Nicholas Ashooh, Jour 76, former senior vice president for corporate communications at American International Group, will discuss “Crisis Communication: Navigating AIG Through the Storm” Tuesday, Feb. 23, in the AMU ballrooms. The free, public event will begin with a continental breakfast at 7:15 a.m.; the program will start at 7:30. Registration is required and available online.
Ashooh, who in January became vice president of corporate affairs at Alcoa, led AIG’s crisis communication response efforts during the federal bailout of the insurance giant, which many observers deemed “too big to fail.”
Mike Gousha, distinguished fellow in law and public policy and an award-winning journalist, will moderate the discussion, which is sponsored by Alumni Relations.
The Les Aspin Center for Government Alumni Council will host “Foreign Aid: Helping or Hurting?” Wednesday, Feb. 24, from 6 p.m. to 9 p.m. in Marquette 200. Four speakers will discuss the topic of foreign aid as part of the Les Aspin Center’s “The Way Forward” speaker series.
• Dr. Jeffrey Drope, assistant professor of political science, who has extensively researched African health development and international affairs;
• Dr. Ryan Hanley, associate professor of political science, who is an expert in Adam Smith studies and political philosophy;
• Izete Bagolin, visiting Fulbright scholar in the Department of Economics, who specializes in human development and the economics of developing countries; and
• Susan Schaefer, international delegate to the American Red Cross, who serves on the staff of the southeastern Wisconsin branch of the Red Cross as the program coordinator for disaster service and information management
The Department of Foreign Languages and Literatures will present "Cultural encounter between American missionary women and Palestinian girls at the American Friends School in Ramallah, Palestine, between 1889 and 1948," Thursday, Feb. 25, from 3:30 p.m. to 4:30 p.m. in Lalumiere 292. The presenter, Dr. Enaya Othman, adjunct professor of Arabic, is the president and director of the Arab and Muslim Women Research and Resource Institute.
The authors of a new book, The Death and Life of American Journalism, will be the keynote speakers for “Open minds: A day for contemplating the role of media and communication in a democratic society,” Thursday, Feb. 25, from 2 p.m. to 3:30 p.m. in the Helfaer Theatre.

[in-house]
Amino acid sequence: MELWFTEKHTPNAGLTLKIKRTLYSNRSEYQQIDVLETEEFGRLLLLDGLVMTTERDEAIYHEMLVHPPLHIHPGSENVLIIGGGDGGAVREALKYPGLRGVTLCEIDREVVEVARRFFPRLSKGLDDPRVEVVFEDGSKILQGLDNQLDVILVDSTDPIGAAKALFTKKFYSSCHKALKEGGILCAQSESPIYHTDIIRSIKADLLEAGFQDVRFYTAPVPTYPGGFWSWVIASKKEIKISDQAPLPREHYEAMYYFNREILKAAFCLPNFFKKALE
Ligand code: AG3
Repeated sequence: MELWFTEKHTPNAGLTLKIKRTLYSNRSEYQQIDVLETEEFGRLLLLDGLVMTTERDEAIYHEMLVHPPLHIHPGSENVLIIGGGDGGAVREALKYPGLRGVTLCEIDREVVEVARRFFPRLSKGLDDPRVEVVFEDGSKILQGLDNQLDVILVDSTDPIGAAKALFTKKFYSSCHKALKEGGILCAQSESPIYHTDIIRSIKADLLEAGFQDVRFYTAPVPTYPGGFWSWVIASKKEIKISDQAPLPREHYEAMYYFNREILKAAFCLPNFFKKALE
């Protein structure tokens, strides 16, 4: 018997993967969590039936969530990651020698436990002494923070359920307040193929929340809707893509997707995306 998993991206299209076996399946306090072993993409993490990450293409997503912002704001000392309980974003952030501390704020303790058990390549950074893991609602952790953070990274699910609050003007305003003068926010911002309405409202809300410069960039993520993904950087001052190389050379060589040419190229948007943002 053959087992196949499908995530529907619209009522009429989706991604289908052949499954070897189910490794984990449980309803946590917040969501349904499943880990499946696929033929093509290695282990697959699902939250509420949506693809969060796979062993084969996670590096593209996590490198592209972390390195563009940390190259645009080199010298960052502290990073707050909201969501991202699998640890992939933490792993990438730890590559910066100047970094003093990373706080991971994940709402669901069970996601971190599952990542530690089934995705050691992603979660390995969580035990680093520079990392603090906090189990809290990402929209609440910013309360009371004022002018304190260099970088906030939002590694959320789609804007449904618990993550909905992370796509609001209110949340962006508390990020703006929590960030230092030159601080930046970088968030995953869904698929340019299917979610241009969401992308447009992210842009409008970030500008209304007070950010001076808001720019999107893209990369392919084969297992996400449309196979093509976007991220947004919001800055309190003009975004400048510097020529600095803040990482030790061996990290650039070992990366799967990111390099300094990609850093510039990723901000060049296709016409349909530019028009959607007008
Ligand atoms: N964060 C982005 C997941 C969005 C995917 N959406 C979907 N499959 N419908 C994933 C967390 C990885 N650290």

Authors Robert McChesney and John Nichols will also host a reception and book signing in the AMU Henke Lounge from 4 p.m. to 5:30 p.m.
The program, which is sponsored by the J. William and Mary College of Communication, is free and open to the public.
Dr. Theresa Perry, professor of Africana Studies at Simmons College, will present this year’s Tommy G. Thompson lecture, “Toward a New Conversation about the School Achievement of African American Students.” Perry will speak at 4:30 p.m. Thursday, Feb. 25, in the AMU Monaghan Ballroom. Perry received her master’s in theology from Marquette in 1970 and her doctorate in education from Harvard University. She is the author of four books, including Young, Gifted, and Black: Promoting High Achievement Among African-American Students and Teaching Malcolm X: Popular Culture and Literacy.
NROTC Midshipman Donna Meyer will be honored as a Modern-Day Technology Leader during the 24th annual Black Engineer Year Award STEM conference, Thursday, Feb. 19, in Baltimore. Meyer, a sophomore majoring in biomedical engineering, was nominated by Marquette’s NROTC unit to recognize her performance and leadership within ROTC and the university at large.
Students can win a $200 cash prize for entering Raynor Memorial Libraries’ 13th Maria Dittman Research Paper Competition, which recognizes the importance of effective library research. $200 prizes will be awarded in freshman/sophomore, junior/senior and graduate/professional categories. All A-grade research papers written during the 2009 calendar year are eligible. The submission deadline is Friday, March 5.